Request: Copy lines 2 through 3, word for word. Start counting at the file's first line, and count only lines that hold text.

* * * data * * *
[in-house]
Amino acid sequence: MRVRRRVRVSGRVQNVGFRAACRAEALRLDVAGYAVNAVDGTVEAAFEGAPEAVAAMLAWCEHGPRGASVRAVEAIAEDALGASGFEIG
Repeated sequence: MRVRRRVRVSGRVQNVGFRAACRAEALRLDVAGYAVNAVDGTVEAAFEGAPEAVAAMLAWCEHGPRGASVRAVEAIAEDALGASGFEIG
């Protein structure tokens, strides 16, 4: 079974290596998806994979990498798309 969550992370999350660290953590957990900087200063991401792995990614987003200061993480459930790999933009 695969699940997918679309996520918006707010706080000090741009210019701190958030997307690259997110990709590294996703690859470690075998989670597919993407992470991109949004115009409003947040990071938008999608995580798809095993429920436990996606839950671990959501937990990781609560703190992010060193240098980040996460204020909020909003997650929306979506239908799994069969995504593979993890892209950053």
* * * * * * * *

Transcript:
Amino acid sequence: MRVRRRVRVSGRVQNVGFRAACRAEALRLDVAGYAVNAVDGTVEAAFEGAPEAVAAMLAWCEHGPRGASVRAVEAIAEDALGASGFEIG
Repeated sequence: MRVRRRVRVSGRVQNVGFRAACRAEALRLDVAGYAVNAVDGTVEAAFEGAPEAVAAMLAWCEHGPRGASVRAVEAIAEDALGASGFEIG